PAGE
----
Cabin Fever Dream
Published on September 22nd, 2011 | by Charles H. Meyer1
Running time: 95 mins. Not rated.
“Shit Year,” Cam Archer’s new film starring Ellen Barkin as an actress suffering from post-retirement ennui, manages to avoid ever inducing boredom despite operating in that extreme mode of art cinema—think Buñuel, Antonioni, Bergman, Godard—that tends to deliberately challenge audience attention spans. It stays interesting for several reasons. Firstly, Barkin is fascinating and utterly perfect in her complex portrayal of Colleen West, a jaded, world-weary veteran of thirty-five films in thirty years. Her spot-on, unpredictable, yet consistent performance holds “Shit Year” together, as it should because it is the melancholy heart of Archer’s very personal film. Secondly, the film switches locations and visual textures so abruptly and frequently as to continually disrupt our gazes and trains of thought, forcing us to constantly re-orient ourselves to its non-linear, peripatetic non-narrative. Lastly, it was shot in just sixteen breathless days in exquisite black and white, taking full advantage of the heightened formal qualities—chiaroscuro, texture, abstraction—that black and white enables, such that never once does the pedestrian question occur, “Why didn’t they just shoot it in color?” So many shots in this film achieve such a sublime, uncanny beauty, and in such varied ways, that I found “Shit Year” impossible not to enjoy on a purely hedonistic, cinephilic level. My only quibble is that, while it offers such abundant visual pleasures, its indebtedness to directors like the aforementioned Europeans, as well as Maya Deren, Andy Warhol, Robert Altman and David Lynch, among others, is all too apparent. “Shit Year,” while undoubtedly an excellent film, strikes me as a commendable accomplishment by a director still in search of his own personal style.
Many people will find “Shit Year” pretentious, and it certainly does walk a tightrope separating pretension from brilliance, occasionally falling on either side. Finding myself torn between those two impressions, I prefer to give the film the benefit of the doubt. Its boldly experimental style will perhaps be most alienating to audiences in the United States, while Europeans might yawn at its mimicry of the styles of the great directors of the various New Waves of the 1960s. But isn’t it about time that the art cinema picked up where its edgier, more experimental roots left off, even if that means appearing rather quaint and old-fashioned compared to the more groundbreaking recent efforts of David Lynch’s “Inland Empire” or Gaspar Noë’s “Enter the Void”?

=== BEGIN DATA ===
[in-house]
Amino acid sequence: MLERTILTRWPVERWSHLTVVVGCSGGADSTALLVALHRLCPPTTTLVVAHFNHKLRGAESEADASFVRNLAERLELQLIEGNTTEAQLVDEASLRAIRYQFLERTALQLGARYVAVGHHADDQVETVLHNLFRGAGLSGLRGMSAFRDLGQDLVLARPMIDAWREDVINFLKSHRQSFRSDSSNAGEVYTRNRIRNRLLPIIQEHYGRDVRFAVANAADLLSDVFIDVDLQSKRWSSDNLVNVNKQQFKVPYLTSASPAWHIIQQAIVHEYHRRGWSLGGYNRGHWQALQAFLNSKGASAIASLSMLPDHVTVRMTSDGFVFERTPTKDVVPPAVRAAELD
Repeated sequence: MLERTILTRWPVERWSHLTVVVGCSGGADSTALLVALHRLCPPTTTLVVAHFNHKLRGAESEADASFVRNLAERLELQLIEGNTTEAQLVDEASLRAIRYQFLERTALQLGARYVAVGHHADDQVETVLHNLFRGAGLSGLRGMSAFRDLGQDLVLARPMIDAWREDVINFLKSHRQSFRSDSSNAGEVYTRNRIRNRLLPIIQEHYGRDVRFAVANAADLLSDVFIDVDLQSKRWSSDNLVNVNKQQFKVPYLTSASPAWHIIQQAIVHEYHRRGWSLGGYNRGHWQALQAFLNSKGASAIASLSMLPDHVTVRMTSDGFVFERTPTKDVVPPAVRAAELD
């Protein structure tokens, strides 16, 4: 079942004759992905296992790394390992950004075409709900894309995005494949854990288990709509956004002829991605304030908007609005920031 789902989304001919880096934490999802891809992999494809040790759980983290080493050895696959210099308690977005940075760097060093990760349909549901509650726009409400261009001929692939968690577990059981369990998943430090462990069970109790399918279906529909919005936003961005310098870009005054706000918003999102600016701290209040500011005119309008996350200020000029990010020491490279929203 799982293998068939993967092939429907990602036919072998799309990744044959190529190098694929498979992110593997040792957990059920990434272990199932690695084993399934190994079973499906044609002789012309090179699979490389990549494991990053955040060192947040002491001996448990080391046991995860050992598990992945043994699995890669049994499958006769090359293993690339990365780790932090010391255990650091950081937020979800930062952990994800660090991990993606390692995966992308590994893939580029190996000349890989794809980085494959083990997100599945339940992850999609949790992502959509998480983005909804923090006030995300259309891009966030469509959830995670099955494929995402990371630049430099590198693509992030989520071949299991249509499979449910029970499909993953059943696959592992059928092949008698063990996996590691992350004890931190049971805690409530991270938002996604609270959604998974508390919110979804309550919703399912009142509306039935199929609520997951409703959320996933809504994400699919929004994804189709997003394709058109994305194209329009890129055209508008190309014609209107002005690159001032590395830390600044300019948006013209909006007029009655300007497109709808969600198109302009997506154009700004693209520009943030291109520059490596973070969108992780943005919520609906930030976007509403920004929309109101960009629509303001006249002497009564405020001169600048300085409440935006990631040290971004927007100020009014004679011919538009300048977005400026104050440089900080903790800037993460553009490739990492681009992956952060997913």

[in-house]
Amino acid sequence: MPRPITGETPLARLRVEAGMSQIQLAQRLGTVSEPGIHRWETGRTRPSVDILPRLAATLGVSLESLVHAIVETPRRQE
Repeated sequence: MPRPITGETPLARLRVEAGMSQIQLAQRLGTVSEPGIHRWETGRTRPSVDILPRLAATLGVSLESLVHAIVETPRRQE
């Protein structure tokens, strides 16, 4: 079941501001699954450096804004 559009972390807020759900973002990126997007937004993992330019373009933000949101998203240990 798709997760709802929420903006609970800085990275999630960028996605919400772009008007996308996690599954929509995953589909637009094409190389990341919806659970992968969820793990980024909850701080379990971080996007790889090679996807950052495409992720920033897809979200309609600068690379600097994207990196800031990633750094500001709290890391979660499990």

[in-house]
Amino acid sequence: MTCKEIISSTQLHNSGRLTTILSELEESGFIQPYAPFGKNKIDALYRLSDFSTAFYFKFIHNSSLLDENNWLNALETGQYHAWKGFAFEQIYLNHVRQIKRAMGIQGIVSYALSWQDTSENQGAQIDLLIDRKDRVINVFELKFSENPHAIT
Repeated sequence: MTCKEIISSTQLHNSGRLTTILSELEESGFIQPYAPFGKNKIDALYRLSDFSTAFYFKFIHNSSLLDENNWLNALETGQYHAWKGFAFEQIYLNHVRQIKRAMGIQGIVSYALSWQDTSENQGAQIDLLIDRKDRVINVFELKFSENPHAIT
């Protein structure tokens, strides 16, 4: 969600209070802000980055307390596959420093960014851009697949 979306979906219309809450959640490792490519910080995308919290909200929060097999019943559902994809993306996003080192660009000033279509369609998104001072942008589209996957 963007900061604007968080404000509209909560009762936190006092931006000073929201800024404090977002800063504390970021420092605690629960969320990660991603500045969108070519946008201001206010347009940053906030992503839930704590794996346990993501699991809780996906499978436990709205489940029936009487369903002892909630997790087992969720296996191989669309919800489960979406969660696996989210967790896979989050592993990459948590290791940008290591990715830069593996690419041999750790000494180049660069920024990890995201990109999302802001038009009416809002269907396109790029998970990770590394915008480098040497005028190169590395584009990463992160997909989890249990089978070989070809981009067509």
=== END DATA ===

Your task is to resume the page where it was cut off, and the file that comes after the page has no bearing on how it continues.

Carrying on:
It occurs to me that I haven’t even provided a semblance of a plot summary. So here goes. Colleen West retires to a cabin in the woods outside of Los Angeles following a farewell stage performance in a play in which she has starred opposite a twenty-two-year-old actor named Harvey West (Luke Grimes), with whom she has carried on a brief, tumultuous love affair. They say that you’re only as old as the person you’re screwing, and as Colleen straddles Harvey in a prelude to sex, she indeed looks as young, albeit far more sexually experienced, than he is. As Harvey tries to figure out his life’s first act, Colleen seems equally uncertain about how to endure her own third act. In a pool-side idyll, the question she poses to him, “What do you want to be when you grow up?” might as well be rephrased to herself as “What do you want to be when you grow old?” Having worn the thirty-five successive personae of her movie roles, Colleen faces the blankness and anxiety of finally having to play herself and having little idea what that’s supposed to mean. As if to fill the void of her lonely hermitage in the woods, her imagination conjures up a surreal, immaculately white void of a space (something akin to the hotel room Dave finds himself in at the end of Kubrick’s “2001: A Space Odyssey”) where she undergoes mysterious medical exams and experiences simulations of her life, particularly her fond but frustrating memories of Harvey, as if a life of acting has rendered her capable of experiencing life only as something performed and re-performed, never simply lived.